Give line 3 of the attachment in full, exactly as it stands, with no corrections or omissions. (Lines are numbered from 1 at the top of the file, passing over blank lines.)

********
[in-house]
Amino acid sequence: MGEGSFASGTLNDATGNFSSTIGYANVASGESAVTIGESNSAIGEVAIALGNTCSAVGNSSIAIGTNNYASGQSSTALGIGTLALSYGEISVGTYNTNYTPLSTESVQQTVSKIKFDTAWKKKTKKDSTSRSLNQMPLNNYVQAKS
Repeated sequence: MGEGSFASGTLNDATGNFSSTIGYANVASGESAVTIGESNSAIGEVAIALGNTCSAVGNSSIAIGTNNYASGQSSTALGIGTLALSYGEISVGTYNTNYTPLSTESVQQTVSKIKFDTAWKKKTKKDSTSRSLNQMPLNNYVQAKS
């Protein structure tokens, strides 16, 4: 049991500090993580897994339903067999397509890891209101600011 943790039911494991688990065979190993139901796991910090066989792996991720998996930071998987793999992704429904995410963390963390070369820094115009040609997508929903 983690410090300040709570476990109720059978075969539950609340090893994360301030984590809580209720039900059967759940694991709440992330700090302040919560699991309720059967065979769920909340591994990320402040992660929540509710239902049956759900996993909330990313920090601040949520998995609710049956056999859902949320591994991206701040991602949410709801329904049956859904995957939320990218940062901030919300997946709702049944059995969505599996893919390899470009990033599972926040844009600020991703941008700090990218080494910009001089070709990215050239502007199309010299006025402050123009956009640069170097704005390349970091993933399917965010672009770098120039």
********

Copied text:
Repeated sequence: MGEGSFASGTLNDATGNFSSTIGYANVASGESAVTIGESNSAIGEVAIALGNTCSAVGNSSIAIGTNNYASGQSSTALGIGTLALSYGEISVGTYNTNYTPLSTESVQQTVSKIKFDTAWKKKTKKDSTSRSLNQMPLNNYVQAKS